Facts About Zoning Law

Sometimes it seems as easy as "buying a big enough house, that can then be partially rented out in order to pay for mortgage payments." However, this plan might not always work, as zoning restrictions for a specific area may not permit certain modifications or a certain use of property.

If you are buying real estate or if you would like to make certain adjustments to your home, contact one of our zoning law attorneys in your area.

What is Zoning?

In order to physically control the development of land and how each piece of land will be used, the government zones the land. Generally, there are four categories of zones:

  • Residential
  • Industrial
  • Recreational
  • Commercial

Within each zones, there are more specifications that then further define how the land is used. For example, an R-3 residential zone could only permit duplex or apartment complexes instead of single-family homes.

Zoning is a county, city or municipal affair. For that reason, it is not uncommon to have different classifications of zoning and there may be different rules and regulations governing zoning from one part of town to the other.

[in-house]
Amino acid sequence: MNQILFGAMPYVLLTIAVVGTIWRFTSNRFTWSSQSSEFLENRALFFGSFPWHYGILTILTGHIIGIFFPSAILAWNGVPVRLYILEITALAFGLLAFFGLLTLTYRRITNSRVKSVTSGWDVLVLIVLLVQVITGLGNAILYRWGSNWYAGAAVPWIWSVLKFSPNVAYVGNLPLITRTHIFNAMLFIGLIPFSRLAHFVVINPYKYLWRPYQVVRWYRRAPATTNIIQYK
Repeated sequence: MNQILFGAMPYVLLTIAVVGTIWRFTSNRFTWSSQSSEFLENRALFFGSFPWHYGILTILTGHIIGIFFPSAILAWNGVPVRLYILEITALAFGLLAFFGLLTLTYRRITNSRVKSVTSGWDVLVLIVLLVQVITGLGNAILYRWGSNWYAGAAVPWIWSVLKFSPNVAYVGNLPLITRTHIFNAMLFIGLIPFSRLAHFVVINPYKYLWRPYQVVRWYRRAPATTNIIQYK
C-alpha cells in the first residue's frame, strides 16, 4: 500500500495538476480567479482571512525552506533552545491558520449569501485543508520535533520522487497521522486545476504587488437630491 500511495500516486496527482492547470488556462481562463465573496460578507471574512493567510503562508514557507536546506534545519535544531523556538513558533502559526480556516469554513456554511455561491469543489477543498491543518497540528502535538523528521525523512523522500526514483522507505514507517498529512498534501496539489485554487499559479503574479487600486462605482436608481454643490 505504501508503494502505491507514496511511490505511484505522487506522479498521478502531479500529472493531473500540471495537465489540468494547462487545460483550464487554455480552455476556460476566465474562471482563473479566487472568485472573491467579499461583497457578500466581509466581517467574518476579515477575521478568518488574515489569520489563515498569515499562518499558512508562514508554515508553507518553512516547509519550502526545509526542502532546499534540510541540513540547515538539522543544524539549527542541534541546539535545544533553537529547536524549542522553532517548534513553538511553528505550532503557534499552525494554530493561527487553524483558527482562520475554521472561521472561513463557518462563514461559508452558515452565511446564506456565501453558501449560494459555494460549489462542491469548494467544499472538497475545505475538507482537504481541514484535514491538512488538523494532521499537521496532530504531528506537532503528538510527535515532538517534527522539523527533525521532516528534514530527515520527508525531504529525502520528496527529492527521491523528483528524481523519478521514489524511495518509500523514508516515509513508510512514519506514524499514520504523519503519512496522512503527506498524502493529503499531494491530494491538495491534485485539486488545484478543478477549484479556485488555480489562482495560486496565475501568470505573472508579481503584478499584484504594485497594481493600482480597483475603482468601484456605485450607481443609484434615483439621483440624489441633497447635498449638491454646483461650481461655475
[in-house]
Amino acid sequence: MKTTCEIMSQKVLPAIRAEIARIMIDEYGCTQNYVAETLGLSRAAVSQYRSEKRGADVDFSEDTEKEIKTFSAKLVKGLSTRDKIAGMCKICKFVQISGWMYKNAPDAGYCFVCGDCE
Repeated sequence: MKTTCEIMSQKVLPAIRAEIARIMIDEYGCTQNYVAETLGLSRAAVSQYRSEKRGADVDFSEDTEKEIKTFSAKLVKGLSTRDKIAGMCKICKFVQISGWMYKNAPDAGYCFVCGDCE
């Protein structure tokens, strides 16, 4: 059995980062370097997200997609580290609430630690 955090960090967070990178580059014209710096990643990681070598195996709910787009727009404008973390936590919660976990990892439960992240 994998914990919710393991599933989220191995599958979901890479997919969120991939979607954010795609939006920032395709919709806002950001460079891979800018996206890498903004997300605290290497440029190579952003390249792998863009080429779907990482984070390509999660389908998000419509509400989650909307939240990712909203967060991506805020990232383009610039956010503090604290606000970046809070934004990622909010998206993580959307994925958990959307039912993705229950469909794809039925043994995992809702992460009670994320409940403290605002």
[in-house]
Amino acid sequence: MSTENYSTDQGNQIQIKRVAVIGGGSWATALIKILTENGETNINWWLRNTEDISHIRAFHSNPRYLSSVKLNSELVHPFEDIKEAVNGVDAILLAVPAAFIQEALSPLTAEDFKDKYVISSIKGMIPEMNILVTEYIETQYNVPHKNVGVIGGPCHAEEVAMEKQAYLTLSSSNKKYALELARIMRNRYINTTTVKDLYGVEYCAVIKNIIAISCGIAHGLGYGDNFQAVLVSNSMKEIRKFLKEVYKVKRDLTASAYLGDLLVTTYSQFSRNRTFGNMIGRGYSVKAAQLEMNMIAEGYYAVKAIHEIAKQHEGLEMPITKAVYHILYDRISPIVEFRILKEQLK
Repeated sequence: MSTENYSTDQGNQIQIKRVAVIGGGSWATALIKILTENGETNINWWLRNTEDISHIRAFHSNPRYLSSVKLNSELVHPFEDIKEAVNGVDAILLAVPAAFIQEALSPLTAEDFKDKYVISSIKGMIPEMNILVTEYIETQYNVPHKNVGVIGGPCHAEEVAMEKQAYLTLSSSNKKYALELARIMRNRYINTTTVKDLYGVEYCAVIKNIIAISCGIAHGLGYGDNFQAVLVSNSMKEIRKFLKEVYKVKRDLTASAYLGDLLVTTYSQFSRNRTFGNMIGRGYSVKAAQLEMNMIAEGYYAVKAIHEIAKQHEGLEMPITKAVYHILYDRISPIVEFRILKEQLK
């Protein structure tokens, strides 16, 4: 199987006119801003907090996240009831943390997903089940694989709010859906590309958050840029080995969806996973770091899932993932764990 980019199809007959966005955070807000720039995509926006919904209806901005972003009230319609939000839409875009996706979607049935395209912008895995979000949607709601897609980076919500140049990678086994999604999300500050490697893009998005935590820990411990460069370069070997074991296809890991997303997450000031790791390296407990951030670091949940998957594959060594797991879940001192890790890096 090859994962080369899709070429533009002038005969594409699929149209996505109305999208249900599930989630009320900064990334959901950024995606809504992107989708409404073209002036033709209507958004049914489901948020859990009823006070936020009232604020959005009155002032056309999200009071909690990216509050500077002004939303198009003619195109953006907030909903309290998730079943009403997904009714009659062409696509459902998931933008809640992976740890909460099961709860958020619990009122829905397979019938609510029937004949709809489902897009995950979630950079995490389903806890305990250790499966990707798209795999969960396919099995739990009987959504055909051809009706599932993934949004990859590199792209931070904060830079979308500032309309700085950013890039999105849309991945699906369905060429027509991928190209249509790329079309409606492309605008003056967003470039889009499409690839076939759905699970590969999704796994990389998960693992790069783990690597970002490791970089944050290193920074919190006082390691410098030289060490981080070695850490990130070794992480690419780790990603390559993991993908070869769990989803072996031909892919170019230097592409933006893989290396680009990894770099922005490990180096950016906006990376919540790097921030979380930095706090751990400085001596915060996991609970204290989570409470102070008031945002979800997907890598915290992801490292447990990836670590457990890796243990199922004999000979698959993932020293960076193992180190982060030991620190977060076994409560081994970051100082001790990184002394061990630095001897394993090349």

The Implications of Zoning

Many people have bought real estate property with the intention of renting parts of the building for specific use. If the property is located in a sole residential area, for example, renting out space for office use may be illegal and could be prosecuted by the government.

If any improvements or additions have been made to your house after its original construction, you should have a complete understanding as to what exactly has been done and more important, whether these modifications have been approved. If not, you may face costly repairs or the tear down of the house.

Hot Topics

  • Property Law
  • Foreclosure
  • Property Tax
  • Commercial real estate

If you have questions regarding zoning or for legal inquiries, contact one of our zoning law attorneys.

Did You Know?

Zoning documents are public records.

Before you step into hot legal waters, visit your local zoning office, city hall or a related institution and ask for your local ordinance. Zoning maps and ordinances will be able to identify the legal use for your specific property. You may be able to find zoning maps online or you can call the zoning department if you have adequate description of the property.

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